Oracle’s Jump Into the Big Data Realm
Many of you may have seen that Oracle officially announced their new Big Data product offerings today. Included in that list is the Apache distribution of Hadoop, Oracle Loader for Hadoop, Oracle Data Integrator Adapter for Hadoop, the Oracle NoSQL Database, and Oracle’s R Enterprise. On the Oracle Big Data pages it seems like there is some confusion as to whether R will run a custom Oracle version or an open source version. Knowing Oracle it may be both. They have been working on a version of R within the Oracle database and might be augmenting it with an open source version on the Big Data appliance. Let’s cover what is known so far about the different components.
Apache Distribution of Hadoop
I’m actually really surprised here. Larry Ellison has acquired a Mike Olson company, previously Sleepy Cat a.k.a. Berkeley DB, and Mike now runs Cloudera. I would have bet good money that a partnership would have been formed. My guess is that Oracle looked at the management tools Cloudera provides and determined that it would be too hard to integrate into their Enterprise Manager product or that Cloudera’s price was too high. Cloudera is leading the Hadoop support market right now and have a really good future. Hadoop comes with a very large open source ecosystem around it. This solution should be great for both Hadoop and Oracle.
Oracle Loader for Hadoop
From what I have heard this software is a map reduce job that will format the resulting data set file into an Oracle Data Pump file to be loaded directly into the database. There has been the tools SQOOP to pull data out of the database, but now we have the other side of the coin. Hadoop is great, but joins are still a bit problematic and the BI tools around it don’t match what can be done in the traditional database world. The loader should help companies figure out what the balance should be.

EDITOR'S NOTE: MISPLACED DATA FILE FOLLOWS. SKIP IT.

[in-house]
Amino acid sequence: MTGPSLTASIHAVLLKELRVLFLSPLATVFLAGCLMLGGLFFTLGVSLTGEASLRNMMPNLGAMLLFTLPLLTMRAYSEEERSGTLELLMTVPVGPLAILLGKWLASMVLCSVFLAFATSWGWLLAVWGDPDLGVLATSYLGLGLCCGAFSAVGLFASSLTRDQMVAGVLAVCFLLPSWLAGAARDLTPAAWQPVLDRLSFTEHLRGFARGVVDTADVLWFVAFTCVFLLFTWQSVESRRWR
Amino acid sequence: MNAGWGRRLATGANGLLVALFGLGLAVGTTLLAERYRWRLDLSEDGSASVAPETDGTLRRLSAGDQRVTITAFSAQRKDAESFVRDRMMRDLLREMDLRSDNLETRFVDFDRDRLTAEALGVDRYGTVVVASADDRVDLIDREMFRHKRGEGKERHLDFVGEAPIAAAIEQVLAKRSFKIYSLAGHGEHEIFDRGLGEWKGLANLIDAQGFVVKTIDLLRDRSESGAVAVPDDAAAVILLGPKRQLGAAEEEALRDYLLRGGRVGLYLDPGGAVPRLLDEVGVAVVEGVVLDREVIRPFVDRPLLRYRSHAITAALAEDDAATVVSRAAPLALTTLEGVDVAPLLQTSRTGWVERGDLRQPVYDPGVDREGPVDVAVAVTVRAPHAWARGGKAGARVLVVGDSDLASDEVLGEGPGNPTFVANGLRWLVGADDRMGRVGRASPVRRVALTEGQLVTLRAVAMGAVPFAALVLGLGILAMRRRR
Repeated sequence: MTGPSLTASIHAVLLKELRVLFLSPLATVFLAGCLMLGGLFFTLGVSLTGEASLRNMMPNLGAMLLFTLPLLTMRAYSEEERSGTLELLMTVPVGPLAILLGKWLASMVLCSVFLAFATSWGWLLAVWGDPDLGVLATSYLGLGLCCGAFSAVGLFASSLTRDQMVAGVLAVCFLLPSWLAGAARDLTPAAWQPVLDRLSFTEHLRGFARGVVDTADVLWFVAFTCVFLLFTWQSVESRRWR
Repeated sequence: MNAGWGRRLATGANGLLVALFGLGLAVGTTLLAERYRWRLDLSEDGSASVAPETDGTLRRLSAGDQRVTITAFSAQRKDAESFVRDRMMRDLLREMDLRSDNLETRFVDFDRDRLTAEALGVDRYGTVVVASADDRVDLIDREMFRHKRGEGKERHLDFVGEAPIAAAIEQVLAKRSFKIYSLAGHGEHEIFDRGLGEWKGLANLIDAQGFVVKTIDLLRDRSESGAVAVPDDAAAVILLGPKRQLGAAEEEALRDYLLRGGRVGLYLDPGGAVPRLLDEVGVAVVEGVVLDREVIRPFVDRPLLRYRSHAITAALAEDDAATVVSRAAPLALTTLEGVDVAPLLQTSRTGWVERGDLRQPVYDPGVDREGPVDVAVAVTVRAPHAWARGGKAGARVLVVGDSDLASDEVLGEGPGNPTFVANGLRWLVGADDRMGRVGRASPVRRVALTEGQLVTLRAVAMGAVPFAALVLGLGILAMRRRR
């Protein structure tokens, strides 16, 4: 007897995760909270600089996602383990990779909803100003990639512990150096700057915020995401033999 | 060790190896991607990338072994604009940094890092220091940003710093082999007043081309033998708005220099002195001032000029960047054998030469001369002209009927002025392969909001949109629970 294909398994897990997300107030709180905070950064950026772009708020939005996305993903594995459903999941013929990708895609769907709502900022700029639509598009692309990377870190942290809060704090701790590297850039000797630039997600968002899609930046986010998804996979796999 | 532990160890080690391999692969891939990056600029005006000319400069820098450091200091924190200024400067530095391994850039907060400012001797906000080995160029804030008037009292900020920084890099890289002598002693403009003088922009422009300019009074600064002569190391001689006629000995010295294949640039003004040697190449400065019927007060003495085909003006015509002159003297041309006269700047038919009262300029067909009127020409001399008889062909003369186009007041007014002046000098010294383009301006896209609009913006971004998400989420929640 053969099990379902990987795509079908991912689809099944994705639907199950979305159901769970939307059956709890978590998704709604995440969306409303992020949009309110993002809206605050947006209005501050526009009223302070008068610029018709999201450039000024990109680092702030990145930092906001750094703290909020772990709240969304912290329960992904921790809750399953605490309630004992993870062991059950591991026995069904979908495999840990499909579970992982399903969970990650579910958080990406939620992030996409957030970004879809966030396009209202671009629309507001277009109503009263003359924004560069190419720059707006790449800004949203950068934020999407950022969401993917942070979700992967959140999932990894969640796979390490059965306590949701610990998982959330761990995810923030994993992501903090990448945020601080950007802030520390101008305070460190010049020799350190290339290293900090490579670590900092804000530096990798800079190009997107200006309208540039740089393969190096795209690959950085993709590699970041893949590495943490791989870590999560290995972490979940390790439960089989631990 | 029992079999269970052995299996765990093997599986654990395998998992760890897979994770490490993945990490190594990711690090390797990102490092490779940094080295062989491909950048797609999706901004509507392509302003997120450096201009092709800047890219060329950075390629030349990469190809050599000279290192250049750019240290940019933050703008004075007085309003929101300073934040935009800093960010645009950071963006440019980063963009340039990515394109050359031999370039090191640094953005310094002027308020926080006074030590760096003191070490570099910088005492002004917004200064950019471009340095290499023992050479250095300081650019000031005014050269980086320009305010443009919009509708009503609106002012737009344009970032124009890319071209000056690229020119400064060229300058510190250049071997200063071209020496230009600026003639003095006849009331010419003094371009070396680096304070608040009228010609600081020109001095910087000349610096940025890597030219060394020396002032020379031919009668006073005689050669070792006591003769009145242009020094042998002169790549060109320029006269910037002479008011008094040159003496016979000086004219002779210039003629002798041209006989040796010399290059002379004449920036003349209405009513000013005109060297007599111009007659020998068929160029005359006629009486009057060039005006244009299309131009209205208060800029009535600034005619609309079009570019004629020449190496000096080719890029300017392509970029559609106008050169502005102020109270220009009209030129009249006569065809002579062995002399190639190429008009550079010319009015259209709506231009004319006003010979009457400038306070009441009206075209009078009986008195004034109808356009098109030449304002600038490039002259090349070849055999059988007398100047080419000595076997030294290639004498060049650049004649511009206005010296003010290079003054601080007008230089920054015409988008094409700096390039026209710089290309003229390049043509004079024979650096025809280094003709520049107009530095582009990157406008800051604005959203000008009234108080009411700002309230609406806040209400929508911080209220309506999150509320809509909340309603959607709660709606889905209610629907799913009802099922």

Oracle Data Integrator Adapter for Hadoop
The Data Integrator Adapter is similar to the Oracle Loader for Hadoop, but it extends Oracle’s Data Integrator product to be able to execute and manage Hadoop jobs as part of an ETL process. It is well known that Hadoop can crunch and count numbers faster than the Oracle Database in many cases. This adapter allows the ETL processes to offload the heavy number crunching and then use the Loader to put the data into the Oracle database when complete.
Oracle NoSQL Database
For a long time it has seemed like Oracle was neglecting the Berkeley DB product and not making giant leaps forward. Berkeley has always been a fantastic product for key value stores. In fact many of the major key value stores today are underpinned with Berkeley. It looks like Oracle has updated the product to bring many of the missing distributed features into the new product. It will be interesting to see how the new Times Ten Database, NoSQL Database, Hadoop and ExaData components work together in the Oracle BI tools over time.
Oracle R Enterprise
R has long been the language of choice for the statistics community. It isn’t clear if Oracle will be using the open source R-project.org distribution or will release their own. My guess is both. R-project will be deployed with the Big Data appliance and Oracle’s R within the database. This should make a bunch of the big data number crunchers from the SAS world happy.
I have been told that Larry and TK have given the green light to go full force into NoSQL. If that isn’t justification that it’s a “real thing”and that it is here to stay, I don’t know what is. Oracle has and will continue to invest significant resources into Big Data and bring new capabilities to market. Ultimately this is great for the NoSQL community.
This makes the team here at UberEther happy to see the largest software vendor come to the table and support the Hadoop community. It relieves some of our worries in developing out new log aggregation and risk adjustable access control product to the market. We know our product will be able to run on predefined hardware platforms for our largest customers and we can easily load the data into their legacy tools to reuse their existing investments. We still have a lot of work to do, but if you’re interested in hearing some more while we’re out here at Open World contact us and we’d be more than happy to show you what we’ve been working on.